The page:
Most things seem to be in a hurry-up mode these days, but many things in crop production just cannot be pushed ahead: point in fact, peanuts.
Proper soil temperature is essential for success of spring planting, and for fragile crops such as peanuts, cool soil can be disastrous and can force replanting.
“Peanut planting should not begin until the soil temperature is 65 degrees at a 4-inch depth, measured at 7 a.m. for three consecutive days,” said Chad Godsey, Oklahoma State University assistant professor of plant and soil sciences.
In Oklahoma, that may not happen until approximately May 1. In addition, spring weather conditions can change dramatically.
“A cold front can change soil temperatures to drop below acceptable levels for peanuts,” Godsey said. “The situation can become especially critical when cold air is accompanied by cold rain.”
Godsey recommends peanut growers take extra care to follow weather reports in the spring, and to delay planting peanuts before a predicted cold front.
“Knowledge of soil texture of different fields also can be valuable in deciding which peanut field should be planted first,” he said.
Sandy soils tend to warm more quickly than finer-textured soils that contain higher amounts of clay or loam. The difference is related to water-holding capacity.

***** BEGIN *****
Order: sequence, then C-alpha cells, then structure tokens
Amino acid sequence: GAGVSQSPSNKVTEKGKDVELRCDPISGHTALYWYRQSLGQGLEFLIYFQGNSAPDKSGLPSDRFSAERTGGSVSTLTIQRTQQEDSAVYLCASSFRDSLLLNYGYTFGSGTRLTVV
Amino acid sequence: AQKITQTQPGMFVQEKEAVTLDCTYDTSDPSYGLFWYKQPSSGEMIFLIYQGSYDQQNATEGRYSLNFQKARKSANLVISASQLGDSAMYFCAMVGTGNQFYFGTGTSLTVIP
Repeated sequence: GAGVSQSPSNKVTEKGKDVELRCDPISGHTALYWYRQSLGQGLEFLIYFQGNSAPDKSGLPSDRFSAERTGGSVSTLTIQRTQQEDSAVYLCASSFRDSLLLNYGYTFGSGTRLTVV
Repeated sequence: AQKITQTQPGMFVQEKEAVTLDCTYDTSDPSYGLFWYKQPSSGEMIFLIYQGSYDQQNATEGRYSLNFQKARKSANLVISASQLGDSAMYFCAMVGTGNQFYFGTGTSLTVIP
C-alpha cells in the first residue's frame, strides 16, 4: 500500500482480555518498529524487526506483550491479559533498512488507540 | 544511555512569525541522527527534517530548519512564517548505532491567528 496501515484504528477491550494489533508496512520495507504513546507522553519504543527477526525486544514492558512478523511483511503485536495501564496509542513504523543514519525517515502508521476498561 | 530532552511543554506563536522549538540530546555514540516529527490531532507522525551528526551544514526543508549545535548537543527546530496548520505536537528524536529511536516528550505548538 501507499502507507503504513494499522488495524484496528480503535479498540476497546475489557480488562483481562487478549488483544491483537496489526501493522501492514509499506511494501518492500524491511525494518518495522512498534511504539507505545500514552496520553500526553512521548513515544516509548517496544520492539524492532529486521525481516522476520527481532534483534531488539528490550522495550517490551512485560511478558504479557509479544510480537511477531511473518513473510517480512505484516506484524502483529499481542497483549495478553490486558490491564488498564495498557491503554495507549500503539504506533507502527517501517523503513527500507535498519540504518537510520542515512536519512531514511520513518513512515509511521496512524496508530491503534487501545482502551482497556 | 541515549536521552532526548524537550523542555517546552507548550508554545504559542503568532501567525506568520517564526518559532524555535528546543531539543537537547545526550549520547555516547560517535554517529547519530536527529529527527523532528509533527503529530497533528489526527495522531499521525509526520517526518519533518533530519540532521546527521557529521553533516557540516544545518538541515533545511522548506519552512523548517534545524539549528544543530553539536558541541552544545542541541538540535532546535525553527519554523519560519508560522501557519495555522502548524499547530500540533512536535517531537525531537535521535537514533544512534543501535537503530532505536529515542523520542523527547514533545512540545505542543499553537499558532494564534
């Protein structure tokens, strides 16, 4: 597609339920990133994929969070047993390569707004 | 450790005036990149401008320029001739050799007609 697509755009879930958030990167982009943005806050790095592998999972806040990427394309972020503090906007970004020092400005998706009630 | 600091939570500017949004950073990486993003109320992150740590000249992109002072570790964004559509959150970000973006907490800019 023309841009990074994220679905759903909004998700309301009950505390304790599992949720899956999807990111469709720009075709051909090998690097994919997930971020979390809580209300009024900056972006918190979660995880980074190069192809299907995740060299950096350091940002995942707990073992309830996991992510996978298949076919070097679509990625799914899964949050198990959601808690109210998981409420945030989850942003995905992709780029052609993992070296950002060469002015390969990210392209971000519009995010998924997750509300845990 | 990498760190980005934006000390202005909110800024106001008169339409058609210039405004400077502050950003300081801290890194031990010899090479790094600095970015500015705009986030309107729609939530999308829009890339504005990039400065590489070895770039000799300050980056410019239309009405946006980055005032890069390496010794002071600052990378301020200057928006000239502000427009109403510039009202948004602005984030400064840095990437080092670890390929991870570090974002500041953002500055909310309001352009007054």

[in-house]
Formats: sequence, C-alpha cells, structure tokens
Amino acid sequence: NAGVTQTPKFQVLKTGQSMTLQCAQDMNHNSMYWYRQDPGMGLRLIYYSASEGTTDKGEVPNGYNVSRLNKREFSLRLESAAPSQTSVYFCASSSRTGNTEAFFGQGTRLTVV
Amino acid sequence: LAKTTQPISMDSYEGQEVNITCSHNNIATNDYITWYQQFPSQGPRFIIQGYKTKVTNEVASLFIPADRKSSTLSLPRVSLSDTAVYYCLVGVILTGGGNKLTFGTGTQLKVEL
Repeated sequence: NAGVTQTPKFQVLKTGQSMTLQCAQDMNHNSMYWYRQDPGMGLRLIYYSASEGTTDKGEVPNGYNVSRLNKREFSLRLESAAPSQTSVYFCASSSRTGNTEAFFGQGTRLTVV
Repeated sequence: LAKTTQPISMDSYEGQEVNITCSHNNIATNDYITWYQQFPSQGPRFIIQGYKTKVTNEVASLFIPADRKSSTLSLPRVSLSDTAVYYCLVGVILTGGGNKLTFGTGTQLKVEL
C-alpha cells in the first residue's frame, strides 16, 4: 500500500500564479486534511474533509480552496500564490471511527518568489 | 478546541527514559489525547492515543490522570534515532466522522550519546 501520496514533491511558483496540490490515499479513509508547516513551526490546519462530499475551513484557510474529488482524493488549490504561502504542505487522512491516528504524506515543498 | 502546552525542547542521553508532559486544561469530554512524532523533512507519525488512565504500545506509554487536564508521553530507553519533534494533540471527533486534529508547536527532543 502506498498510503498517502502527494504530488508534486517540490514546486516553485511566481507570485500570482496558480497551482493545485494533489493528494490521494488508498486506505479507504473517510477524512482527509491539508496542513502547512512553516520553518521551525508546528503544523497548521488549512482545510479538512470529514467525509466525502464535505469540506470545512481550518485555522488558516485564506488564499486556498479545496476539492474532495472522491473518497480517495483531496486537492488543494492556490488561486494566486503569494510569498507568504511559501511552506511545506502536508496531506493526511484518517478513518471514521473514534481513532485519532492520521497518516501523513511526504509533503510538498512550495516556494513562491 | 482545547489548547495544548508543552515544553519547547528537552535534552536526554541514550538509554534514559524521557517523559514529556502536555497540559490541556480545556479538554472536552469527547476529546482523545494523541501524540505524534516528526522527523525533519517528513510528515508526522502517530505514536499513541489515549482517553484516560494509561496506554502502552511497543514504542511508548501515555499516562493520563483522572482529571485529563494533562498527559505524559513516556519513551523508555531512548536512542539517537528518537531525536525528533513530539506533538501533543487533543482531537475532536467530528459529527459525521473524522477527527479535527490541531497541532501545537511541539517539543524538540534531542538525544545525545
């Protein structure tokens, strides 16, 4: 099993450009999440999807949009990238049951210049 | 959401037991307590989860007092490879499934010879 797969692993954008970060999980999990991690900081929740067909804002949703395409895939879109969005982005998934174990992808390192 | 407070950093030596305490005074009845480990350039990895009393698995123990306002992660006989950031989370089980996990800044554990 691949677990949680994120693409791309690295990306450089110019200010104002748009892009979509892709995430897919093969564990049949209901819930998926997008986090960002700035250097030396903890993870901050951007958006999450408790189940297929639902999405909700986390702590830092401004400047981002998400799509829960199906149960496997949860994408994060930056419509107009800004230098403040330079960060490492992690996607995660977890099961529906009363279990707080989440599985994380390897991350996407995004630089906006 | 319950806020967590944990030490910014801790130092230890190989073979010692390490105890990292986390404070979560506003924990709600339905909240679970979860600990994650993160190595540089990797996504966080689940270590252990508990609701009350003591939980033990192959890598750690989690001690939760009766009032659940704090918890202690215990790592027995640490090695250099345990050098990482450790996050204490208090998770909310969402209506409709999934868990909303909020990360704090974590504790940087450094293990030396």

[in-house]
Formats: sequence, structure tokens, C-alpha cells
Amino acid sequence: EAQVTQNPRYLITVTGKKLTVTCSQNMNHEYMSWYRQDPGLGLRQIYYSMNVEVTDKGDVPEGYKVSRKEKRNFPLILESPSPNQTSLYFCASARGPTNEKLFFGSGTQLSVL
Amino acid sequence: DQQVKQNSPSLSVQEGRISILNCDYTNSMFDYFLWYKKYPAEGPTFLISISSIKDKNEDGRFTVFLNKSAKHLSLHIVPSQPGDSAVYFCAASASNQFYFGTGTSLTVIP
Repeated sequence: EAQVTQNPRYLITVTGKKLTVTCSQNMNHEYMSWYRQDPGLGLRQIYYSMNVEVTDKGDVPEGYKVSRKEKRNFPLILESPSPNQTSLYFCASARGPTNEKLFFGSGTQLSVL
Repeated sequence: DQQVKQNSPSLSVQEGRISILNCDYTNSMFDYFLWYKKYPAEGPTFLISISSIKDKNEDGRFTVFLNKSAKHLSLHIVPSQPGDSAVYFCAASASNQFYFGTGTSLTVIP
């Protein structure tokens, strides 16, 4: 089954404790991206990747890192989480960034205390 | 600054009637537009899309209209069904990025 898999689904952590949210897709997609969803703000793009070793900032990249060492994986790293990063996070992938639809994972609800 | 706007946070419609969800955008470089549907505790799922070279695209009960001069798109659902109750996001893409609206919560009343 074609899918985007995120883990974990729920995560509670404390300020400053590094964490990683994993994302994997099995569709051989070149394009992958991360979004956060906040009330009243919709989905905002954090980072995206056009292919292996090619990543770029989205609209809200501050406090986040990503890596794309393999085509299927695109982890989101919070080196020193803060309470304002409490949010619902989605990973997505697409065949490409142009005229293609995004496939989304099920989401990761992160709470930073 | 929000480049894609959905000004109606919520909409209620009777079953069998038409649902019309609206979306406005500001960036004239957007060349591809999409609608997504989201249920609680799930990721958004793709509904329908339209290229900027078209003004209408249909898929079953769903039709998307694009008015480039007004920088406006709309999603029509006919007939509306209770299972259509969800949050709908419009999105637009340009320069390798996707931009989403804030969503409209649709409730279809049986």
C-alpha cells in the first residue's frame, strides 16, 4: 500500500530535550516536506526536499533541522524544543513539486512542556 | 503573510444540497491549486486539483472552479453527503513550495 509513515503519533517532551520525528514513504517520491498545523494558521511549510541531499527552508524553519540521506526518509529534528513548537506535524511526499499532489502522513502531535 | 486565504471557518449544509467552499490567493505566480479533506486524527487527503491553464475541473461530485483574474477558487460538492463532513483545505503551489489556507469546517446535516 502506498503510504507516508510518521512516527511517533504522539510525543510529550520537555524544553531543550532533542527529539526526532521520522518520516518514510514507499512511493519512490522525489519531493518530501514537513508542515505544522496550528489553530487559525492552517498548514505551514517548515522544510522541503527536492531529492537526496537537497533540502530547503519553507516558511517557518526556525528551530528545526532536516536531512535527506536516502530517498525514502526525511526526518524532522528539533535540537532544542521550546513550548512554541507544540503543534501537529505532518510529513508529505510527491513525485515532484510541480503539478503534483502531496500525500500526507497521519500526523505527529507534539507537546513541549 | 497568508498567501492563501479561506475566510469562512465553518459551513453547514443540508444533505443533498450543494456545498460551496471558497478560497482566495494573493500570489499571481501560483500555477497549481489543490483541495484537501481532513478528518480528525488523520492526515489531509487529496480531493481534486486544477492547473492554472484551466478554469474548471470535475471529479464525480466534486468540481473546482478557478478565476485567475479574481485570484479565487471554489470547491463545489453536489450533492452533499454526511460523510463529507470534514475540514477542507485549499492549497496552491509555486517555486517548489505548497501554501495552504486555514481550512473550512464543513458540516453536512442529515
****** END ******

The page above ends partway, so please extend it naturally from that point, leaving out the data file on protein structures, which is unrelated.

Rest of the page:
Because of its course texture, sand holds less moisture, and finer-textured clay or loam has higher water-holding capacity. Moisture is slow to react to temperature change, so finer-textured soils with high moisture content will remain cooler longer.
“Water uptake is the first step in germination of peanut seed,” Godsey said. “Seeds must acquire a moisture level higher than 35 percent for germination. However, seeds that take up cold water during germination may perform poorly.”
The most reliable planting periods for peanuts in Oklahoma are May 1-15 for runner varieties and May 1-30 for Spanish varieties.
Optimum soil temperature for rapid germination and seedling development is 86 degrees to 91 degrees Fahrenheit. Peanut seed will germinate quickly within a range of 77 degrees to 86 degrees, and seed actually can germinate over the wide range of 41 degrees to 104 degrees.
“Tight profit margins for most producers justify extra care at planting time to avoid replanting,” Godsey said.
Desirable stands for runner varieties have about four plants per row foot. For Spanish varieties, it is desirable to have five or six plants per row foot. An emerging stand should have minimal skips longer than six inches.
Rotary hoeing may be needed to assist peanut seedlings struggling to emerge through a soil crust.
“Exposure to high temperature and humidity can cause substantial damage to seed quality and, therefore, germination,” Godsey said. “Peanut seed should not be left sitting in direct sunlight for long periods of time. Only seed that can be planted in about half a day should be hauled to the field.”
Peanut seed coats are very fragile. Seed sacks should never be thrown or purposely dropped. Godsey advises that stirring seed in the hopper boxes also be kept to a minimum, since the stirring action may damage sensitive seed coats.